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Fight the end-of-year fatigue

Edge Early Learning tips for fighting end-of-year fatigue

Fight the end-of-year fatigue

We are officially eleven-twelfths of the way through another year and, if anything, it’s getting busier for us all. Fight that inevitable end-of-year fatigue and overwhelm with these tips to ensure the festive season is just that - festive!

 

It’s November. You’ve made it through almost four terms of the school year. You’ve survived another 300-odd days of juggling work, family, life, lunchboxes and washing. And you’ve only got a handful of weeks to go until we celebrate the start of 2020.

It’s around about now that fatigue will start to set in. Piled on top of a year’s worth of life, is the potential overwhelm of the end of year approaching. There’s Christmas to organise. Family to organise. And, ironically enough, holidays and downtime to organise.

At this time of the year, there are two things to prioritise: your health and your headspace.

A healthy body

1. Keep up your vitamin C intake to avoid the coughs and colds. Beyond just oranges
and citrus fruit, it’s been reported that capsicum, maitake mushrooms and vegetables
like broccoli, sweet potatoes and even tomatoes can give you a much-needed
vitamin C boost.

2. Foods that are naturally rich in vitamins, minerals and antioxidants will do your
immune system a world of good. Root vegetables are said to be one of the best
sources of all of these things. Carrots, potatoes, beetroot, parsnips and onions are
just a few examples of immunity-boosting root vegetables.

3. And finally, make sure you are sleeping well. Getting the right amount of sleep
certainly makes us feel great, but it does your body – and, particularly, your immunity
– the world of good, too. Studies show that people who don’t get quality or enough
sleep are more likely to get sick if exposed to a virus, and that getting a lack of sleep
can prevent a quick recovery.

A healthy mind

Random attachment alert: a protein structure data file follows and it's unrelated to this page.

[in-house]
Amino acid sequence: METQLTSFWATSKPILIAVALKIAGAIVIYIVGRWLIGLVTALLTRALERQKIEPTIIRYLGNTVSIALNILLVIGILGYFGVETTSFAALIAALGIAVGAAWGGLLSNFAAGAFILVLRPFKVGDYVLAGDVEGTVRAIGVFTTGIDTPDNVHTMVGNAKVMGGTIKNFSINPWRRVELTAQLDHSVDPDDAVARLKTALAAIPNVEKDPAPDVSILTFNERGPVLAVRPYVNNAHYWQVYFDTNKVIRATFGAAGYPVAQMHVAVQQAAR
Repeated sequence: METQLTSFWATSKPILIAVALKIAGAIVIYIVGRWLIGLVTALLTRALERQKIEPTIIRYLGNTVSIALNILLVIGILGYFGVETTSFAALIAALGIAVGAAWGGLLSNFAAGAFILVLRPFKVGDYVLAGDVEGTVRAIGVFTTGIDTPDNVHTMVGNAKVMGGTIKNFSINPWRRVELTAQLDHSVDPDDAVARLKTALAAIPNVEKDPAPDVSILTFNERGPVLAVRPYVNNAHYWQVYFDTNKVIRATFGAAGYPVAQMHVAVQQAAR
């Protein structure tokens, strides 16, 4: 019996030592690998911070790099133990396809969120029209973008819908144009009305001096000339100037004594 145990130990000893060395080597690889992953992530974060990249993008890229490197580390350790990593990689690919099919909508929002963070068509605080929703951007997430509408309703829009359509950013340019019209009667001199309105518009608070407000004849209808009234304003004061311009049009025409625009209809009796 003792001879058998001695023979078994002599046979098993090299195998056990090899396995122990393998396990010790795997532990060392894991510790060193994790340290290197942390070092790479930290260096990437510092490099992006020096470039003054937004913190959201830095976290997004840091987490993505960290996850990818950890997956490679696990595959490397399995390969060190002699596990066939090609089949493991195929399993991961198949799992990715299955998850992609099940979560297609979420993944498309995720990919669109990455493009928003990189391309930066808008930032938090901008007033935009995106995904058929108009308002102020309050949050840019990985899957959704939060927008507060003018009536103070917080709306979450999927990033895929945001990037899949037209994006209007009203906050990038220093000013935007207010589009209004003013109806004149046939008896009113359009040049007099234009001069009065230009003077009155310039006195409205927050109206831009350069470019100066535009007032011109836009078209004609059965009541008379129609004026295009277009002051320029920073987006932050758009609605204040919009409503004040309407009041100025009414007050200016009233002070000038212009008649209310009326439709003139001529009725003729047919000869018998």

Psychologist, coach, author and podcaster Cass Dunn says when you’re stuck in
overwhelm, which is often the case at this end of the year, it can help to have some
strategies to manage your stress and get back in control more quickly. Try these tips
for clearing your mind and relieving the pressure. And if you want to hear more from
Cass, check out her “Crappy to Happy” podcast.

1. Write everything down. Sometimes the best way to clear your head is to dump all
those swirling thoughts onto paper. Feeling overwhelmed sends your body into fight
or flight mode and when that happens, it’s difficult to access rational thinking and
problem solving. When you write things down, you take that all that feeling of angst
and turn it into something quantifiable. Everything from personal appointments, bills
to be paid, work deadlines or nagging worries kicking around in the back of your
mind. Once they’re out on paper where you can see them, you have a much better
chance of making sense of them, prioritising them, delegating or even deleting some
of them.

2. Do one thing at a time. The temptation to multitask can be all too inviting when you
have a lot going on but ultimately that is an unhelpful strategy. Switching your
attention back and forth between tasks reduces your productivity by as much as 40
per cent. Allocate a period of time to work on one thing before making a start on
something else.

3. Breathe. It’s the oldest and most effective trick in the book when it comes to
managing anxiety. Long, slow breaths all the way into your diaphragm will help to
switch off the fight or flight response in your brain. As soon as you notice your stress
levels rising and your brain feeling foggy and crowded with too many things, come
back to your breathing and spend a few moments getting centred again. Remember
your priorities and get started again.